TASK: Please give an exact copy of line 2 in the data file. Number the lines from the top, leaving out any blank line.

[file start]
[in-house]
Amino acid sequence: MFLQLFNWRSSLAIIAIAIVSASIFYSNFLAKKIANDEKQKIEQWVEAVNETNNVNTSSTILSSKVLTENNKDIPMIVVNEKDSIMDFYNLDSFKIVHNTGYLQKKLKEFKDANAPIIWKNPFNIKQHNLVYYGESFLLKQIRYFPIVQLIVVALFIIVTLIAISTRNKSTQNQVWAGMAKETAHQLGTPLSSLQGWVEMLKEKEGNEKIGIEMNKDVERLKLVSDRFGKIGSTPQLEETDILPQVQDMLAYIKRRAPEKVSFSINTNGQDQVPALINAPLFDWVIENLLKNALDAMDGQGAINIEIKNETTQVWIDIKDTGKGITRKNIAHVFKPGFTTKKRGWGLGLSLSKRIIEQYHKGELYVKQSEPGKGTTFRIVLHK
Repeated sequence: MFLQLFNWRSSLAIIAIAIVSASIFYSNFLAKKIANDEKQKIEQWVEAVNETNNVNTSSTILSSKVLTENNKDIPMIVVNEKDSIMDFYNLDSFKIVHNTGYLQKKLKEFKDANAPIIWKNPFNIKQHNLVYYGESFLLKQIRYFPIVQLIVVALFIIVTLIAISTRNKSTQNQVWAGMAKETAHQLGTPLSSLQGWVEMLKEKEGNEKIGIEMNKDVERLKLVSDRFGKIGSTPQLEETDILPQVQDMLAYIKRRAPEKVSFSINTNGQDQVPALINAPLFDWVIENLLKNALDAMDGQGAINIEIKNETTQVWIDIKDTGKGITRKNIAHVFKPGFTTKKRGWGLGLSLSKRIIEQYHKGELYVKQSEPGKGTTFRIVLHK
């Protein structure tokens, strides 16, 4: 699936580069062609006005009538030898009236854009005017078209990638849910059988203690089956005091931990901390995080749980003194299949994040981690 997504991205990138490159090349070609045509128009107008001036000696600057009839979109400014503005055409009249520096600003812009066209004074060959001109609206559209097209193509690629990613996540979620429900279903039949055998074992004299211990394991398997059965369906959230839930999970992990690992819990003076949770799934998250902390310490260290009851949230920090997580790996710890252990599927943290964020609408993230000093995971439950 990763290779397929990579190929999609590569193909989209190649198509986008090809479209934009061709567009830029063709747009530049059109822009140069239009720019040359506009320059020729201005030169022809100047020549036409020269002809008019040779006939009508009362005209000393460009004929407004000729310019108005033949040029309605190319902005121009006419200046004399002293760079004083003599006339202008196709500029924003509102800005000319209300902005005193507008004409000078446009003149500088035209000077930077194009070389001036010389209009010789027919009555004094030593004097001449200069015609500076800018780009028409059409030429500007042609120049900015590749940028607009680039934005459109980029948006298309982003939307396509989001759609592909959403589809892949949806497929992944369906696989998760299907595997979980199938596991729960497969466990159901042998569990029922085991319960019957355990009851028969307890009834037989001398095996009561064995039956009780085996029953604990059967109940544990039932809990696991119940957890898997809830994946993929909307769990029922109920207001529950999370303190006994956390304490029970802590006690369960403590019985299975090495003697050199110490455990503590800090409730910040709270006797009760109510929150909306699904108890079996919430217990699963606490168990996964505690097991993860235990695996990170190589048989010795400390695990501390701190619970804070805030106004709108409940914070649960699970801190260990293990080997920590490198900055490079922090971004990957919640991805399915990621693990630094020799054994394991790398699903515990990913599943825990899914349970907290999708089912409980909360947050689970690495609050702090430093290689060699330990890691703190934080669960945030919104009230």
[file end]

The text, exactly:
Amino acid sequence: MFLQLFNWRSSLAIIAIAIVSASIFYSNFLAKKIANDEKQKIEQWVEAVNETNNVNTSSTILSSKVLTENNKDIPMIVVNEKDSIMDFYNLDSFKIVHNTGYLQKKLKEFKDANAPIIWKNPFNIKQHNLVYYGESFLLKQIRYFPIVQLIVVALFIIVTLIAISTRNKSTQNQVWAGMAKETAHQLGTPLSSLQGWVEMLKEKEGNEKIGIEMNKDVERLKLVSDRFGKIGSTPQLEETDILPQVQDMLAYIKRRAPEKVSFSINTNGQDQVPALINAPLFDWVIENLLKNALDAMDGQGAINIEIKNETTQVWIDIKDTGKGITRKNIAHVFKPGFTTKKRGWGLGLSLSKRIIEQYHKGELYVKQSEPGKGTTFRIVLHK